My great uncle was in a POW camp for 18 years. He died a couple of years ago and no one knows the details because he NEVER talked about it. We know that 40-something men went in, two survived. He was 6'1" and 90 pounds when he got out.



How did it happen he was in so long? What War and Camp?
Link Posted: 1/27/2006 6:10:08 PM EDT

Originally Posted By cjklekar:
Thank your Grandfather for me for his service to our great country!



Unfortunately, my grandfather is listed on The Tablets of the Missing, at the Manila American Cemetery. He died aboard the Japanese hell ship Arisan Maru, torpedoed on Oct 24, 1944. Of the 1,800 prisoners on board, eight survived. It remains the largest loss of American life of any military sinking in history.


Tablets of the missing:




Link Posted: 1/27/2006 6:11:03 PM EDT
I suddenly feel very small.
Link Posted: 1/27/2006 6:13:59 PM EDT
My Grandfather passed away last year at 93. He served in Australia / New Zealand during WW2. He was a great man with a real sense of purpose in life. God Bless yours and mine! They were willing to risk it all and they did. Thank you grandfather and tell him how much you love him. I really miss my Pop-Pop. I think he had a greater appreciation for his life because of what he went through.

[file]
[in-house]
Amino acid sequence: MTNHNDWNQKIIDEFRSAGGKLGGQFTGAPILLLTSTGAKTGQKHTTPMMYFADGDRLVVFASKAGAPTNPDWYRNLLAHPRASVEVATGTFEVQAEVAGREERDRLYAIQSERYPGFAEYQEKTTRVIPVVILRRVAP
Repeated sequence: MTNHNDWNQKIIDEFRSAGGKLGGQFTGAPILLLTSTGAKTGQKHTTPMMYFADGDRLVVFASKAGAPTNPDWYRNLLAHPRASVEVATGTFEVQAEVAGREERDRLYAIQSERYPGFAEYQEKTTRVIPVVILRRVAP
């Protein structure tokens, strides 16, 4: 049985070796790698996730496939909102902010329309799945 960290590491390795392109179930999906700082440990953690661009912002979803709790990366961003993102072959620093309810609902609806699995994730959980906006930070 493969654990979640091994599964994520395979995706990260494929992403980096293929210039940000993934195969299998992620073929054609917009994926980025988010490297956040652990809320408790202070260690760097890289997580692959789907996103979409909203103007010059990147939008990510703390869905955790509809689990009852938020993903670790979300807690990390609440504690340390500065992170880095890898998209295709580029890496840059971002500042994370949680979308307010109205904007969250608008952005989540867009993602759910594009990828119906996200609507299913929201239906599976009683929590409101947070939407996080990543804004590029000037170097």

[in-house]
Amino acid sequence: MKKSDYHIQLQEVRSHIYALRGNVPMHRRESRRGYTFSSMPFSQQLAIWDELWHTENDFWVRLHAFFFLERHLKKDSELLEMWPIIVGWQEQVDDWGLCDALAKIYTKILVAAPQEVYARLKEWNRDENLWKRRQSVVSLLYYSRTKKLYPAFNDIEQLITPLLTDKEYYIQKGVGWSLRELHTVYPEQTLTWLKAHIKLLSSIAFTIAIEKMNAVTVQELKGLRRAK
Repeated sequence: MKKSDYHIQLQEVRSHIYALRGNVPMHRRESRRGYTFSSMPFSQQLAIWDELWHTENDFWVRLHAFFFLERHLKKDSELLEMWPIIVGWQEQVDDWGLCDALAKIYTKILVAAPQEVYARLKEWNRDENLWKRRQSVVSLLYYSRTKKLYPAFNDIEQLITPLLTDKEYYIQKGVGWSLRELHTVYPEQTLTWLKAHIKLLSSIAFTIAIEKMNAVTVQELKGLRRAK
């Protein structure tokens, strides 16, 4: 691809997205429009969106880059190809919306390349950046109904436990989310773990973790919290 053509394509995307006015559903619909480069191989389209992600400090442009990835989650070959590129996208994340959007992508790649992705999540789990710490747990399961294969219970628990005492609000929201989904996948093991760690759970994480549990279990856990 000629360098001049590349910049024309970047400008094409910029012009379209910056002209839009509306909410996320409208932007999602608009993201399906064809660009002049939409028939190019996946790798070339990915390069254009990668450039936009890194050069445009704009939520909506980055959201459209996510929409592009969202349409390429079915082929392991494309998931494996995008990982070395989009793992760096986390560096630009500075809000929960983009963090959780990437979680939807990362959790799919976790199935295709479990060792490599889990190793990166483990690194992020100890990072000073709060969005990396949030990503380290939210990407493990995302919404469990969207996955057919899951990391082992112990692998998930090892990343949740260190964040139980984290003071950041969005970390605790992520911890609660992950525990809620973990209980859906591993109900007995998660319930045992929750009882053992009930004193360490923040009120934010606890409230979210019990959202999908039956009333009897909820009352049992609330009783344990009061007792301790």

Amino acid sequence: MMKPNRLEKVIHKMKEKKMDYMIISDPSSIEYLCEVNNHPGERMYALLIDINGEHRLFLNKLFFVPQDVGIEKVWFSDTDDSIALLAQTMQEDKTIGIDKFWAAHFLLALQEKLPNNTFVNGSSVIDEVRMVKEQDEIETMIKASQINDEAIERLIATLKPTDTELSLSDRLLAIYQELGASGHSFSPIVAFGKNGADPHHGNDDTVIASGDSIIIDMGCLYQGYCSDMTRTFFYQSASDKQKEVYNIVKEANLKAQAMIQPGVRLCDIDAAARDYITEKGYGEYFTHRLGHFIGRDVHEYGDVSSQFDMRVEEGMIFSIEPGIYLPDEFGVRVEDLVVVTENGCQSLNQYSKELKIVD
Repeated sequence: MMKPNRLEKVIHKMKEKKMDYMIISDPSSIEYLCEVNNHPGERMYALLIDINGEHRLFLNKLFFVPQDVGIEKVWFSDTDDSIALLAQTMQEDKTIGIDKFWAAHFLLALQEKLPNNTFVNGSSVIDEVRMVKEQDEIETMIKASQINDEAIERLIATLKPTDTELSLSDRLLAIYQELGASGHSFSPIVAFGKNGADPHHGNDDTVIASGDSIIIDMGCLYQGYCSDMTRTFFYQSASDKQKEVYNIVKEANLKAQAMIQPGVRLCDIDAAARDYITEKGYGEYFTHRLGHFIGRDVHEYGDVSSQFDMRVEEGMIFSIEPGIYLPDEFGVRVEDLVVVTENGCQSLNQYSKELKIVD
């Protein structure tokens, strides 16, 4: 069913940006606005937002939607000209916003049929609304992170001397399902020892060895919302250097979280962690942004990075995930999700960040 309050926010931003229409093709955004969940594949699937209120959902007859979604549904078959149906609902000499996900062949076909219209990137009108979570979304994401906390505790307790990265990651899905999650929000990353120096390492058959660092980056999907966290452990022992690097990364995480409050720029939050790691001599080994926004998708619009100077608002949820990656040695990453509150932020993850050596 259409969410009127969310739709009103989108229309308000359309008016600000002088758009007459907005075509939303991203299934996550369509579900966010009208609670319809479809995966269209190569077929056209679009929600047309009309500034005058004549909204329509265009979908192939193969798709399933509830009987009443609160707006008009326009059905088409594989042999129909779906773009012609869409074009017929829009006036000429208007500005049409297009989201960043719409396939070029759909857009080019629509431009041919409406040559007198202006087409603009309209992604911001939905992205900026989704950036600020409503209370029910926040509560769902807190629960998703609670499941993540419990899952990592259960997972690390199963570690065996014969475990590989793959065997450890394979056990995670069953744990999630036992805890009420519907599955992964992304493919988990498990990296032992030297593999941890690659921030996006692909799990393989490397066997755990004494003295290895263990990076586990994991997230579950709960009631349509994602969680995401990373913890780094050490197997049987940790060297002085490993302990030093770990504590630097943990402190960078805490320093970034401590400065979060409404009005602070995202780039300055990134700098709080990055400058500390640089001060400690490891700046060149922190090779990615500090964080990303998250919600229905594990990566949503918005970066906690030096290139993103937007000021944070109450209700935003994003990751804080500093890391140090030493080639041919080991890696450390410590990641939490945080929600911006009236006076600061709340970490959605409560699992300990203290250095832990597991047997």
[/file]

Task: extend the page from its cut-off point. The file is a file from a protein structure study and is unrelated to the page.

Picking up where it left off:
Link Posted: 1/27/2006 6:15:32 PM EDT
Now that man is a role model.



Link Posted: 1/27/2006 6:24:22 PM EDT

Originally Posted By mjohn3006:
nullbits.foxxz.net/albums/Icons/Honor2.jpg



That's awesome.

Link Posted: 1/27/2006 6:40:00 PM EDT

Originally Posted By Frostbite:
I thought you all might be able to appreciate this photo. I took it on Tuesday at the site of the Cabanatuan WWII POW/slave labor camp in the Philippines. Chuck went through it (as did my grandfather), and is pictured here, finding the name of a friend on the memorial to those that died in the camp. Chuck is an extraordinary man. After having survived two slave labor camps, he was on the hell ship Oryoku Maru when it sank in Subic Bay. Many prisoners swam to shore, but Chuck made the trip over and over, saving those that were not able to make it on their own. He only stopped when he was too exhausted to continue. Many people owe their lives to this man.